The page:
Communal bison hunting required tremendous sophistication and a deep understanding of bison behavior and Northern Plains topography. Although sites varied considerably, the ideal location for a large-scale hunt had water and good grazing nearby to…

Designated a National Historic Landmark in 1965 and a National Monument in 2001, Pompeys Pillar is nationally significant for its association with the Lewis and Clark Expedition. On their trip west, the members of the Corps of Discovery, led by…

Situated on the Missouri River near its confluence with the Yellowstone, Fort Union dominated the region’s fur trade between 1828 and 1867. With its white palisade walls and bright red roofs, it was often hailed as the “grandest fort on the Upper…

A National Historic Landmark since 1964, Pictograph Cave provides an important window into the lives of Montana’s early hunter-gatherers. It is equally significant to the history of Treasure State archaeology. People used Pictograph Cave—and the…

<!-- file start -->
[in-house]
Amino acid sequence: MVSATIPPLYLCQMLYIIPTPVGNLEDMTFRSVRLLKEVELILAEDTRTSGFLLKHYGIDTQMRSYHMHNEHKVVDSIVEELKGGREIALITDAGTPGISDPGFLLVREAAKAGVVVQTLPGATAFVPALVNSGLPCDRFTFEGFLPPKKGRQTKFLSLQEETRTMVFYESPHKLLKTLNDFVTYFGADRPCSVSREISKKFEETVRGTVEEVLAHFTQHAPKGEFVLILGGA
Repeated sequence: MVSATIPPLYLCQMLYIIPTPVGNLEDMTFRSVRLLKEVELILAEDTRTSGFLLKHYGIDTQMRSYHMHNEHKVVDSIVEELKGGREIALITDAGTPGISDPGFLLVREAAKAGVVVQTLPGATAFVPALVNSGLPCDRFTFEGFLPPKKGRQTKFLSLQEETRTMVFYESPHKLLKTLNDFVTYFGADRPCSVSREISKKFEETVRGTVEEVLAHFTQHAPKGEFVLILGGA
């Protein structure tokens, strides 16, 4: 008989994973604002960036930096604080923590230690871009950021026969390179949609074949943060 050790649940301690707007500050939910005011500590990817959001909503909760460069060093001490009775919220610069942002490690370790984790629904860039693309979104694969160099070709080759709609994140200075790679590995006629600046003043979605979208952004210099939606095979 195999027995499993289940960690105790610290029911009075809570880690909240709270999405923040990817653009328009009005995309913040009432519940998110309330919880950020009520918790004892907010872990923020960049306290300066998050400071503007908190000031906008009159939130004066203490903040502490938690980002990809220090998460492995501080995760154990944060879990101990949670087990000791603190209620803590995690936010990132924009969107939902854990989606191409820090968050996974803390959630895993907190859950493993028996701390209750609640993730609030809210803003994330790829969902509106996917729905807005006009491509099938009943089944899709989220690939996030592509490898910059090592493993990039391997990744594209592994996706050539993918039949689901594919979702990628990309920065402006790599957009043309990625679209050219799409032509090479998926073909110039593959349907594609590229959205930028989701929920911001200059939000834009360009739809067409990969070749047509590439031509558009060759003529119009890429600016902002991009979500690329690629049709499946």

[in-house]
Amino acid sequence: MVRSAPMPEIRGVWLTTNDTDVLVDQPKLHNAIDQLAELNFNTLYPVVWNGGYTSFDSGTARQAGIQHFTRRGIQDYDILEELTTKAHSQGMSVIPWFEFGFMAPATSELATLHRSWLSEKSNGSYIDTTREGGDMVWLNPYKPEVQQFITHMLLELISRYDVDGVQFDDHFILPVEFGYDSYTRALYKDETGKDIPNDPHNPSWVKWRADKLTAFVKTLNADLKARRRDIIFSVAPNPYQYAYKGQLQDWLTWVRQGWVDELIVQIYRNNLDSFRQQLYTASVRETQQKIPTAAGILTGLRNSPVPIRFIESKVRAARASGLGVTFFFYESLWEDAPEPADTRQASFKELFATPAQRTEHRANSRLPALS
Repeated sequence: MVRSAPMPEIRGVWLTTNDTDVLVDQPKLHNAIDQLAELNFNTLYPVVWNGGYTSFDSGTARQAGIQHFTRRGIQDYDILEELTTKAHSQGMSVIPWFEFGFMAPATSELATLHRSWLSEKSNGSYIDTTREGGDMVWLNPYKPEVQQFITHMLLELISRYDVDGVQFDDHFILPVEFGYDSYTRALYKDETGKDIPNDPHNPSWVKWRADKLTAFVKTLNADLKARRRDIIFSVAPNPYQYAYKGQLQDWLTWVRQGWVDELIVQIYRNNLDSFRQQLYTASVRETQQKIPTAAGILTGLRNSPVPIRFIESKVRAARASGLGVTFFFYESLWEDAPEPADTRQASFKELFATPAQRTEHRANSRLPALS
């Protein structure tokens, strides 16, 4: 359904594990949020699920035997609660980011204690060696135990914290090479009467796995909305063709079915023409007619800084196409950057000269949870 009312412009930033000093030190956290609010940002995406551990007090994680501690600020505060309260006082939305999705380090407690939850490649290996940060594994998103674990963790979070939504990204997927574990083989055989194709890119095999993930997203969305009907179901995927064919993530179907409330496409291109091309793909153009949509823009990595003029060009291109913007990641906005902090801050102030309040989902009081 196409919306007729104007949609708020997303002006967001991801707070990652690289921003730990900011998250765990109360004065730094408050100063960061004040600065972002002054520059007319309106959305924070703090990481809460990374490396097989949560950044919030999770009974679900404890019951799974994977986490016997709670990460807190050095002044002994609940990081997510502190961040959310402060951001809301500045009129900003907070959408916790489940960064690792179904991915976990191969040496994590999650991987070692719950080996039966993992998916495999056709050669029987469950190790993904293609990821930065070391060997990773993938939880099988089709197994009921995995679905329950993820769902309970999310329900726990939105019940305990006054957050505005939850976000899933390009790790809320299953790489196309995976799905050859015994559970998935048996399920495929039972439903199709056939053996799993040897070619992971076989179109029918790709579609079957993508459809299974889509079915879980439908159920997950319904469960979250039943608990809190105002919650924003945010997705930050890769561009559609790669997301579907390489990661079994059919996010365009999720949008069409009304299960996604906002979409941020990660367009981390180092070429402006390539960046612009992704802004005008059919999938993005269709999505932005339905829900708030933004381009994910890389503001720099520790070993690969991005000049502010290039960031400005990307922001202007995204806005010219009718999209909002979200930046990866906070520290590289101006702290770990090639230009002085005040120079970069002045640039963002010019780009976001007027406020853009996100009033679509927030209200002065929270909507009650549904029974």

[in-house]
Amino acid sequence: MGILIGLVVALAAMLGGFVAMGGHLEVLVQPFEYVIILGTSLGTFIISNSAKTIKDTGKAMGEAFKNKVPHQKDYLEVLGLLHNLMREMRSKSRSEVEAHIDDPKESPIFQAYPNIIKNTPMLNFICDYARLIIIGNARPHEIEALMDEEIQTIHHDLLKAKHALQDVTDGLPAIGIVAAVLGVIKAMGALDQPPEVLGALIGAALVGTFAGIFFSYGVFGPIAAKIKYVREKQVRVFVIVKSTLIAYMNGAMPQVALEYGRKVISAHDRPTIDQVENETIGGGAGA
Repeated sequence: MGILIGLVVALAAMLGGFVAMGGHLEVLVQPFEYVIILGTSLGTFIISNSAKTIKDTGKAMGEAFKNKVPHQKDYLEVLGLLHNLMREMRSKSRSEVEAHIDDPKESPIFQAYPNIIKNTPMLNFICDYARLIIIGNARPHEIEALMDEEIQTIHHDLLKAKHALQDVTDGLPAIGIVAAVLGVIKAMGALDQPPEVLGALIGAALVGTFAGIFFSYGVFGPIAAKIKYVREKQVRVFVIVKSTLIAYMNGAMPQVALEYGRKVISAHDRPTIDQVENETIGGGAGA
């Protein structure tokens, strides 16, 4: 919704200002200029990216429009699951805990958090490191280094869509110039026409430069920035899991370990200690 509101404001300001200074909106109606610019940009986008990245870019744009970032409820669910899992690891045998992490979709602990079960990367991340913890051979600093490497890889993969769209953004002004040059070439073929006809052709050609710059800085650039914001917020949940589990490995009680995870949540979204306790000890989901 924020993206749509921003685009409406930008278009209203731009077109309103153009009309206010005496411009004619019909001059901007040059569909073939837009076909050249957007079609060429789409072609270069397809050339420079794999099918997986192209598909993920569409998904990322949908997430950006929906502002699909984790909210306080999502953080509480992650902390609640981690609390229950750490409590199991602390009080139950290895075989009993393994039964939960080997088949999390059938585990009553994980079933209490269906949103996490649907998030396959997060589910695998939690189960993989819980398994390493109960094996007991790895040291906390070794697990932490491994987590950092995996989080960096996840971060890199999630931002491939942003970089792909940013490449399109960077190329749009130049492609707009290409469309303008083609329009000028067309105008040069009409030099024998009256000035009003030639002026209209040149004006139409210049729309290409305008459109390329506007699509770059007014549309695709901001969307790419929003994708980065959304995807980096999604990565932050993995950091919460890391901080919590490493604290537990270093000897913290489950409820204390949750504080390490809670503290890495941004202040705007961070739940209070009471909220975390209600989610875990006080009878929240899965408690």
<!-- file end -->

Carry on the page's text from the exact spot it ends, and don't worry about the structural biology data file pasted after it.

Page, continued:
Travelers’ Rest is the only site where physical evidence documents the exact location of a campsite associated with the 1804-1806 Lewis and Clark Expedition. Situated at the eastern end of the Lolo Trail, Travelers’ Rest was used by Native peoples,…

Yellowstone’s Northeast Entrance Station serves not only as a physical demarcation, but also as “a psychological boundary between the rest of the world and … a permanently wild place.” The landmark includes two 1935 buildings—a “drive-through”…

Before the 1800s, most peoples living in what is now Montana patterned life according to “seasonal rounds,” moving camp along well-established routes to follow buffalo or harvest roots and berries. The Hagen Site documents a different story—the…

Sacred to the Kootenai Indians whose traditional homeland encompasses the west side of Glacier National Park, Lake McDonald began attracting tourists as soon as the railroad reached the region in 1891. Recognizing the value of his property as an…

George and Elizabeth Clark, immigrants from Cornwall, England, lived in this hipped-roof cottage for thirty years. George arrived in Butte in 1875, while Elizabeth and their three children followed in 1879. By 1890, the Clarks had settled in…